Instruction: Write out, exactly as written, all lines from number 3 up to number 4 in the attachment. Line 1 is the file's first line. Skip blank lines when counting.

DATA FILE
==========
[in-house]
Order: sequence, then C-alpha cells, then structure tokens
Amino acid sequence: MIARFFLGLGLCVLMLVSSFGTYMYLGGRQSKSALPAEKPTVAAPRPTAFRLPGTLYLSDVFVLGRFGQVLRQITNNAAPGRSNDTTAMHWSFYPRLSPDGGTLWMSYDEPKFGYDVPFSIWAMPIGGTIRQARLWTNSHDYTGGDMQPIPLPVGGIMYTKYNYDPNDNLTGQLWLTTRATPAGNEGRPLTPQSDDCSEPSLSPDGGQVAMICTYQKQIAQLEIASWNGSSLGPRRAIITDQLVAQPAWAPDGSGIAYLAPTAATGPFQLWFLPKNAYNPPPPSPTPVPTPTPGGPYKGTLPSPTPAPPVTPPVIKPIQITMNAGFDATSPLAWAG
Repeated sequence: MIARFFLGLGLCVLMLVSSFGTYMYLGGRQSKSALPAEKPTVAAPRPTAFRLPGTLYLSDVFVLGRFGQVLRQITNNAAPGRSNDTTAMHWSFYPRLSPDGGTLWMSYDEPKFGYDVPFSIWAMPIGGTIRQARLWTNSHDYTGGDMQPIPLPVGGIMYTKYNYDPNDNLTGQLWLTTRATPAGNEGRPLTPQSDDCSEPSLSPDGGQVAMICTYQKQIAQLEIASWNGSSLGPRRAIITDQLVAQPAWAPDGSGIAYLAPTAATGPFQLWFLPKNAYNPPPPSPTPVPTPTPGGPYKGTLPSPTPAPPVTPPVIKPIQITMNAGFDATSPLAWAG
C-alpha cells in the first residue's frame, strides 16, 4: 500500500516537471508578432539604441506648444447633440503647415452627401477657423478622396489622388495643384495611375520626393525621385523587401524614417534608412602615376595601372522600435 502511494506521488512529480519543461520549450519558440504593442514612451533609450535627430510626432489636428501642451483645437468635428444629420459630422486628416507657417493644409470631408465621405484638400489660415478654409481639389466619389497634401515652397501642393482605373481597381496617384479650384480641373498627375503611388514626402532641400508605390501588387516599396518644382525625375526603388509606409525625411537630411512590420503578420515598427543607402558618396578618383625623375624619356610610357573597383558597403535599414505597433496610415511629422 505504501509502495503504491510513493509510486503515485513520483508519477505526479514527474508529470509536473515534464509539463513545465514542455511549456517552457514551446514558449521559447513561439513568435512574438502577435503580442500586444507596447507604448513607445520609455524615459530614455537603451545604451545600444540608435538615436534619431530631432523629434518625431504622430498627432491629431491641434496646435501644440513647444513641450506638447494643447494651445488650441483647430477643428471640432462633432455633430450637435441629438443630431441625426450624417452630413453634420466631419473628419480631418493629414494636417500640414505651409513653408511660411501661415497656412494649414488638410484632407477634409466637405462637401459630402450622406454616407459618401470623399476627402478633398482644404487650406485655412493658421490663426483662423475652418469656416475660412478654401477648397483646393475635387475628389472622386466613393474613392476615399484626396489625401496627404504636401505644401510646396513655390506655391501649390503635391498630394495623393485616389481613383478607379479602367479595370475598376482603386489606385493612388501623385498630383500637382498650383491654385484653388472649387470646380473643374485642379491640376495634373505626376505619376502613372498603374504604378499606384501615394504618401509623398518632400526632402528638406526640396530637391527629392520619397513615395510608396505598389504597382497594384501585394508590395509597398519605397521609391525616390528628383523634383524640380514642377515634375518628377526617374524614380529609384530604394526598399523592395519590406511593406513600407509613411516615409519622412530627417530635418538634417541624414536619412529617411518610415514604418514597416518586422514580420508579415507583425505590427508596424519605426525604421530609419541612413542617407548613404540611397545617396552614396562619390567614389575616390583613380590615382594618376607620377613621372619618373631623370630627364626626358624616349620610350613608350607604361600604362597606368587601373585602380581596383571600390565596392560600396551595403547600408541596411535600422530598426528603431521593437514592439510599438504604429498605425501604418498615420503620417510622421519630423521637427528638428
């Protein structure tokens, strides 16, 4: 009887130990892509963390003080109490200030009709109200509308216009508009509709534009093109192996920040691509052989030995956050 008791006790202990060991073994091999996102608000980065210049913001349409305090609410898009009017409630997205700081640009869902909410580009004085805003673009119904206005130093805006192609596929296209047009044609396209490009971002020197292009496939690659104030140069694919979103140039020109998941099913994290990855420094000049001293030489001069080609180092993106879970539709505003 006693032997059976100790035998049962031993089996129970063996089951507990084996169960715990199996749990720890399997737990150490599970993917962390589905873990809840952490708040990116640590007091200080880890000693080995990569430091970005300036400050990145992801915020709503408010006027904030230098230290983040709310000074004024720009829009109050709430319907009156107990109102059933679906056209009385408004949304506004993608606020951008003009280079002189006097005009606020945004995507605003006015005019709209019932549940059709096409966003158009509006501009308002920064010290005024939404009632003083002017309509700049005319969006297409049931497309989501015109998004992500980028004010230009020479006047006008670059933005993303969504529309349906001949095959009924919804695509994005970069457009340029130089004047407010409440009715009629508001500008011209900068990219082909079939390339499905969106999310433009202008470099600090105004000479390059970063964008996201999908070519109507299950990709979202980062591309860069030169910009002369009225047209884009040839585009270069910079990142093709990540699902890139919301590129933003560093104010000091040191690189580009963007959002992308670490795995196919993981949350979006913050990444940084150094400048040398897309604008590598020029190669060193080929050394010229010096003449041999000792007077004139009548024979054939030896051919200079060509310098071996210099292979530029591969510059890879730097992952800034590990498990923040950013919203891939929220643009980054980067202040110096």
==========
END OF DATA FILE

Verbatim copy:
Amino acid sequence: MIARFFLGLGLCVLMLVSSFGTYMYLGGRQSKSALPAEKPTVAAPRPTAFRLPGTLYLSDVFVLGRFGQVLRQITNNAAPGRSNDTTAMHWSFYPRLSPDGGTLWMSYDEPKFGYDVPFSIWAMPIGGTIRQARLWTNSHDYTGGDMQPIPLPVGGIMYTKYNYDPNDNLTGQLWLTTRATPAGNEGRPLTPQSDDCSEPSLSPDGGQVAMICTYQKQIAQLEIASWNGSSLGPRRAIITDQLVAQPAWAPDGSGIAYLAPTAATGPFQLWFLPKNAYNPPPPSPTPVPTPTPGGPYKGTLPSPTPAPPVTPPVIKPIQITMNAGFDATSPLAWAG
Repeated sequence: MIARFFLGLGLCVLMLVSSFGTYMYLGGRQSKSALPAEKPTVAAPRPTAFRLPGTLYLSDVFVLGRFGQVLRQITNNAAPGRSNDTTAMHWSFYPRLSPDGGTLWMSYDEPKFGYDVPFSIWAMPIGGTIRQARLWTNSHDYTGGDMQPIPLPVGGIMYTKYNYDPNDNLTGQLWLTTRATPAGNEGRPLTPQSDDCSEPSLSPDGGQVAMICTYQKQIAQLEIASWNGSSLGPRRAIITDQLVAQPAWAPDGSGIAYLAPTAATGPFQLWFLPKNAYNPPPPSPTPVPTPTPGGPYKGTLPSPTPAPPVTPPVIKPIQITMNAGFDATSPLAWAG